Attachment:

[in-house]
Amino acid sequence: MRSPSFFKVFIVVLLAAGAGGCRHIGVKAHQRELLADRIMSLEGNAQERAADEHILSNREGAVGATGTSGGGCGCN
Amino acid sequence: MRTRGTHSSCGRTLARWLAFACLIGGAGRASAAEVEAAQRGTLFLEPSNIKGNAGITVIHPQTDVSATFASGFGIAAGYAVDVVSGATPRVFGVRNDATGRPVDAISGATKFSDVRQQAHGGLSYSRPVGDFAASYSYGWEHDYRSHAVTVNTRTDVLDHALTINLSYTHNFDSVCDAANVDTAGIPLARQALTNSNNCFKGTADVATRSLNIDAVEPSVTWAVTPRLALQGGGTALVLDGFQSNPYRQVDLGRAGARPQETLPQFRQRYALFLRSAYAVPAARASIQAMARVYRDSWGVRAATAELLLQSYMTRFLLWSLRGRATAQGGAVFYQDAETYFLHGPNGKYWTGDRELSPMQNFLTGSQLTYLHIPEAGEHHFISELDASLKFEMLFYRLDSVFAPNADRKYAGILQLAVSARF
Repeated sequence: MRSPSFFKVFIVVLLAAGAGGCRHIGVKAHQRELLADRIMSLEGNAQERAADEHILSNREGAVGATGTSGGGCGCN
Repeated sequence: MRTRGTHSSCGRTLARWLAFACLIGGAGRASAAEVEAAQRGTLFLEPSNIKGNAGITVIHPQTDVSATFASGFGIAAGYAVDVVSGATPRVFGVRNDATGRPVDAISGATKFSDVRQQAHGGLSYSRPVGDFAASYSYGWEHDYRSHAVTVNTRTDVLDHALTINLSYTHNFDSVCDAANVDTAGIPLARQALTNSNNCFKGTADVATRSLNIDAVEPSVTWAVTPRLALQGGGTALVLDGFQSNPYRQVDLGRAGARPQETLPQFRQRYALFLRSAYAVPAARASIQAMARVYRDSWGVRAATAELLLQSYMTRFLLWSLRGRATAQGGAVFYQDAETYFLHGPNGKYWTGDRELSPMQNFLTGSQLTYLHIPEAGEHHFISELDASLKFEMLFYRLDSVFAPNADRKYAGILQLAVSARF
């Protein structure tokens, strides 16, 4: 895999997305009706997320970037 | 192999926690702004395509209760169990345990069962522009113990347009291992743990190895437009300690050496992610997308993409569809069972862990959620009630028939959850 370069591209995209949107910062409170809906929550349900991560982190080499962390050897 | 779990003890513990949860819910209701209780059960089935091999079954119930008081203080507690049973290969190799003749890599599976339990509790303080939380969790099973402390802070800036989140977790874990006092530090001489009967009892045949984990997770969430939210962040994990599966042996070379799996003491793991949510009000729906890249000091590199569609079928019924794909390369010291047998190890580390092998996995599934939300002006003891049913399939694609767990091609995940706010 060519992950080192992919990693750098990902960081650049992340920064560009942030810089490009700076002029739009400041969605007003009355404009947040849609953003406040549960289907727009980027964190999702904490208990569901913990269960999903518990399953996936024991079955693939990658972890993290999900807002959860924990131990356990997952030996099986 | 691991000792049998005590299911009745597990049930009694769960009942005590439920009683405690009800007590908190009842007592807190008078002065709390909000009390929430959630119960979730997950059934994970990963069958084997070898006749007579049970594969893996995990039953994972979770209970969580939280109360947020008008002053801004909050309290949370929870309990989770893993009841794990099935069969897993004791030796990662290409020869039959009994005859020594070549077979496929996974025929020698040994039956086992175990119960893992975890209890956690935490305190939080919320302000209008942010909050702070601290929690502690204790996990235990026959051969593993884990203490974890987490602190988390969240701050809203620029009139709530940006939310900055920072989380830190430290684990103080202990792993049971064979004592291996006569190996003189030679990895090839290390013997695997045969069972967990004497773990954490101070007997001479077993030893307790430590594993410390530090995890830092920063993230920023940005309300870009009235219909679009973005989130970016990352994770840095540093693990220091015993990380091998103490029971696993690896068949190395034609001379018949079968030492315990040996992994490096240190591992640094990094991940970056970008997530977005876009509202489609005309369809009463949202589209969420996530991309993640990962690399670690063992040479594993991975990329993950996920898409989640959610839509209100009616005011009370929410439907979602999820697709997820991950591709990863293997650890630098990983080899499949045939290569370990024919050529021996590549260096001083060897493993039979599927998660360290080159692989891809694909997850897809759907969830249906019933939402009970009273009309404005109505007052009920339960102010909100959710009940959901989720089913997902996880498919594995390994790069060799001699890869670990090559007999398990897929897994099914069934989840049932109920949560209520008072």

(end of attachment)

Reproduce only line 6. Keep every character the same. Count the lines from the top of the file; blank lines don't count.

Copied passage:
């Protein structure tokens, strides 16, 4: 895999997305009706997320970037 | 192999926690702004395509209760169990345990069962522009113990347009291992743990190895437009300690050496992610997308993409569809069972862990959620009630028939959850 370069591209995209949107910062409170809906929550349900991560982190080499962390050897 | 779990003890513990949860819910209701209780059960089935091999079954119930008081203080507690049973290969190799003749890599599976339990509790303080939380969790099973402390802070800036989140977790874990006092530090001489009967009892045949984990997770969430939210962040994990599966042996070379799996003491793991949510009000729906890249000091590199569609079928019924794909390369010291047998190890580390092998996995599934939300002006003891049913399939694609767990091609995940706010 060519992950080192992919990693750098990902960081650049992340920064560009942030810089490009700076002029739009400041969605007003009355404009947040849609953003406040549960289907727009980027964190999702904490208990569901913990269960999903518990399953996936024991079955693939990658972890993290999900807002959860924990131990356990997952030996099986 | 691991000792049998005590299911009745597990049930009694769960009942005590439920009683405690009800007590908190009842007592807190008078002065709390909000009390929430959630119960979730997950059934994970990963069958084997070898006749007579049970594969893996995990039953994972979770209970969580939280109360947020008008002053801004909050309290949370929870309990989770893993009841794990099935069969897993004791030796990662290409020869039959009994005859020594070549077979496929996974025929020698040994039956086992175990119960893992975890209890956690935490305190939080919320302000209008942010909050702070601290929690502690204790996990235990026959051969593993884990203490974890987490602190988390969240701050809203620029009139709530940006939310900055920072989380830190430290684990103080202990792993049971064979004592291996006569190996003189030679990895090839290390013997695997045969069972967990004497773990954490101070007997001479077993030893307790430590594993410390530090995890830092920063993230920023940005309300870009009235219909679009973005989130970016990352994770840095540093693990220091015993990380091998103490029971696993690896068949190395034609001379018949079968030492315990040996992994490096240190591992640094990094991940970056970008997530977005876009509202489609005309369809009463949202589209969420996530991309993640990962690399670690063992040479594993991975990329993950996920898409989640959610839509209100009616005011009370929410439907979602999820697709997820991950591709990863293997650890630098990983080899499949045939290569370990024919050529021996590549260096001083060897493993039979599927998660360290080159692989891809694909997850897809759907969830249906019933939402009970009273009309404005109505007052009920339960102010909100959710009940959901989720089913997902996880498919594995390994790069060799001699890869670990090559007999398990897929897994099914069934989840049932109920949560209520008072």